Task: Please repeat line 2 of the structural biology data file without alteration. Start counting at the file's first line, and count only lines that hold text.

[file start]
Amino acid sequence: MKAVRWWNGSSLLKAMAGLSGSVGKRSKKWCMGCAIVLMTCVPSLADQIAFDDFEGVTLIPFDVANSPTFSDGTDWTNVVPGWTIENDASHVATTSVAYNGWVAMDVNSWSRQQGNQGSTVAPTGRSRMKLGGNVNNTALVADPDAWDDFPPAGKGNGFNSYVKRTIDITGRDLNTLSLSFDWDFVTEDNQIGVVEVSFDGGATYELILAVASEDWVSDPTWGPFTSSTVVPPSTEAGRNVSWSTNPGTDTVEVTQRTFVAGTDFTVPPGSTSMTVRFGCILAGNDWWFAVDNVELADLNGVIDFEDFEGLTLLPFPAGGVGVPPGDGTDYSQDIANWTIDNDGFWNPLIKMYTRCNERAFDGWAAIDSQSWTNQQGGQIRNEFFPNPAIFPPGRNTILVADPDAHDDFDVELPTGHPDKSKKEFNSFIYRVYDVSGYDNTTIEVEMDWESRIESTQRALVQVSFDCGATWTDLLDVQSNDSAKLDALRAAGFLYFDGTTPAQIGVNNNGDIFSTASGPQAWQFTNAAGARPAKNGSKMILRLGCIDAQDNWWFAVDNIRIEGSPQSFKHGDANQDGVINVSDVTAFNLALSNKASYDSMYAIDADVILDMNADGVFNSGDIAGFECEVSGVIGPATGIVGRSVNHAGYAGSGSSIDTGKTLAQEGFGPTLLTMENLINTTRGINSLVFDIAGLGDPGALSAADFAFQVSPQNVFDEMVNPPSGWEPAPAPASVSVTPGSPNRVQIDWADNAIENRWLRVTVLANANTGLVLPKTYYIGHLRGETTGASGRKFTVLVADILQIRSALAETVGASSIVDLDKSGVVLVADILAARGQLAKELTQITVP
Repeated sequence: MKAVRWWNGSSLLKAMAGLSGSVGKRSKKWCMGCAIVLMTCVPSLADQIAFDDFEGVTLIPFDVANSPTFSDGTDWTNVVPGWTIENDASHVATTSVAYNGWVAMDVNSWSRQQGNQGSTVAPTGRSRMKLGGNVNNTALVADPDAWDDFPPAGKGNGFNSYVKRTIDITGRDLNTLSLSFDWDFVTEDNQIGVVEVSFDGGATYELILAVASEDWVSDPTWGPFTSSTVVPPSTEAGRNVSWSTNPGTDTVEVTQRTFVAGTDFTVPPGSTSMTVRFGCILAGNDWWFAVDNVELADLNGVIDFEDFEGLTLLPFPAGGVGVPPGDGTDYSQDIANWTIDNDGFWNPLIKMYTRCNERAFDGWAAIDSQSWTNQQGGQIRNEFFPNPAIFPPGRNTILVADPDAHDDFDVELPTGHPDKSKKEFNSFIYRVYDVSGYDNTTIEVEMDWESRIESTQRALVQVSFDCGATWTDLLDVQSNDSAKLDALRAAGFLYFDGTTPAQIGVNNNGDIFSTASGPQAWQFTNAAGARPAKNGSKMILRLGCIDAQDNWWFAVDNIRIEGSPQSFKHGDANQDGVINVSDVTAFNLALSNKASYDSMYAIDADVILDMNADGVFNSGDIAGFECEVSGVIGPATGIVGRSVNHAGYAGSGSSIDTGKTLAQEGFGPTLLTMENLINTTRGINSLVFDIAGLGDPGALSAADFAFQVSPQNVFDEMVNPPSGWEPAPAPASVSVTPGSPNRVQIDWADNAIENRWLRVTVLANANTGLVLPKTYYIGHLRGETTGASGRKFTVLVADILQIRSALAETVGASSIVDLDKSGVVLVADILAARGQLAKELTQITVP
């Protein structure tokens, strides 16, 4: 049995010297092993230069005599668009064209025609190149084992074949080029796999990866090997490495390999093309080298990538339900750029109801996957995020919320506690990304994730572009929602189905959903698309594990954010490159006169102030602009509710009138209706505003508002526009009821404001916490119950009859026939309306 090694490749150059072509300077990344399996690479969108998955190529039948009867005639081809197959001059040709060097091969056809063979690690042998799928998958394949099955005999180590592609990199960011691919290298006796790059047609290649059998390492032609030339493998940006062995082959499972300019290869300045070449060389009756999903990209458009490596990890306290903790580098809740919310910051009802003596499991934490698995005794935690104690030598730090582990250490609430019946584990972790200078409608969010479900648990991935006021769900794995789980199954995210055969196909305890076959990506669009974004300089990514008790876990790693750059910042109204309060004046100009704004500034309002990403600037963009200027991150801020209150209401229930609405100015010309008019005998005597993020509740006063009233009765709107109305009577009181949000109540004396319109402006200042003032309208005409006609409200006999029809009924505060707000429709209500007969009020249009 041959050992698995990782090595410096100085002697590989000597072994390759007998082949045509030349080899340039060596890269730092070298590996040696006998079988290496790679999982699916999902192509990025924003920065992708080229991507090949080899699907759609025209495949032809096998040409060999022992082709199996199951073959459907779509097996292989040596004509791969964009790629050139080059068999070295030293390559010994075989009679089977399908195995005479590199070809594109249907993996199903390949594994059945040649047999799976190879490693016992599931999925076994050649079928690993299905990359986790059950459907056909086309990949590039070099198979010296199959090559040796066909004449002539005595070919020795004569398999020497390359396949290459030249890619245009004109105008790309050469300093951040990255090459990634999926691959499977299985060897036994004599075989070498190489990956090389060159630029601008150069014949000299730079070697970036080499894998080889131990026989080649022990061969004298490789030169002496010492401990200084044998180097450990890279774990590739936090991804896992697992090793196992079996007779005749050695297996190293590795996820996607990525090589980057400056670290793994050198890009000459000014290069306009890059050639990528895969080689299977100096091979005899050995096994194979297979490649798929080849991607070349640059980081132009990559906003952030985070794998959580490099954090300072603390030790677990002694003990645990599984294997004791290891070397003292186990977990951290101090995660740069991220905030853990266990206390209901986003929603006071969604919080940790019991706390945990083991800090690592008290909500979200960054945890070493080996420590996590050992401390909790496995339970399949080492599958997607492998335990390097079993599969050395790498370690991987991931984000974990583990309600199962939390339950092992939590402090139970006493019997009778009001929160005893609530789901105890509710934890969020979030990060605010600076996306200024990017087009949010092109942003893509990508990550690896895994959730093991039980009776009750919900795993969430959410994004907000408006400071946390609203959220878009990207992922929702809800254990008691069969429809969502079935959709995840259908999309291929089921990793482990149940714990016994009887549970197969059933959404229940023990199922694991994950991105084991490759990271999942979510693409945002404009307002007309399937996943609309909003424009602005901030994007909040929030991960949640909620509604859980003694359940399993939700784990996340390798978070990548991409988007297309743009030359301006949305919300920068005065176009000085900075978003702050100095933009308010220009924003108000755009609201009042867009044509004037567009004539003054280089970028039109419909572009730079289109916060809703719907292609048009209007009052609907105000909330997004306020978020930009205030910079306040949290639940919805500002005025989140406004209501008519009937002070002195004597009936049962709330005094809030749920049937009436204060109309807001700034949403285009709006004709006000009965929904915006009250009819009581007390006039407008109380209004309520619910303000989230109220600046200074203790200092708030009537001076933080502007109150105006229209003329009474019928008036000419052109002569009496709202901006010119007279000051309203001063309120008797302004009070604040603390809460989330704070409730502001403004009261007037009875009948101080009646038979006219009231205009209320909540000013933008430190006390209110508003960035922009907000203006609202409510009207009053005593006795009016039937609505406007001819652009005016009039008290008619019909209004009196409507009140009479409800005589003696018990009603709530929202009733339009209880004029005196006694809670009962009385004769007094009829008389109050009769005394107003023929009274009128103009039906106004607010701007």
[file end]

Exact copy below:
Repeated sequence: MKAVRWWNGSSLLKAMAGLSGSVGKRSKKWCMGCAIVLMTCVPSLADQIAFDDFEGVTLIPFDVANSPTFSDGTDWTNVVPGWTIENDASHVATTSVAYNGWVAMDVNSWSRQQGNQGSTVAPTGRSRMKLGGNVNNTALVADPDAWDDFPPAGKGNGFNSYVKRTIDITGRDLNTLSLSFDWDFVTEDNQIGVVEVSFDGGATYELILAVASEDWVSDPTWGPFTSSTVVPPSTEAGRNVSWSTNPGTDTVEVTQRTFVAGTDFTVPPGSTSMTVRFGCILAGNDWWFAVDNVELADLNGVIDFEDFEGLTLLPFPAGGVGVPPGDGTDYSQDIANWTIDNDGFWNPLIKMYTRCNERAFDGWAAIDSQSWTNQQGGQIRNEFFPNPAIFPPGRNTILVADPDAHDDFDVELPTGHPDKSKKEFNSFIYRVYDVSGYDNTTIEVEMDWESRIESTQRALVQVSFDCGATWTDLLDVQSNDSAKLDALRAAGFLYFDGTTPAQIGVNNNGDIFSTASGPQAWQFTNAAGARPAKNGSKMILRLGCIDAQDNWWFAVDNIRIEGSPQSFKHGDANQDGVINVSDVTAFNLALSNKASYDSMYAIDADVILDMNADGVFNSGDIAGFECEVSGVIGPATGIVGRSVNHAGYAGSGSSIDTGKTLAQEGFGPTLLTMENLINTTRGINSLVFDIAGLGDPGALSAADFAFQVSPQNVFDEMVNPPSGWEPAPAPASVSVTPGSPNRVQIDWADNAIENRWLRVTVLANANTGLVLPKTYYIGHLRGETTGASGRKFTVLVADILQIRSALAETVGASSIVDLDKSGVVLVADILAARGQLAKELTQITVP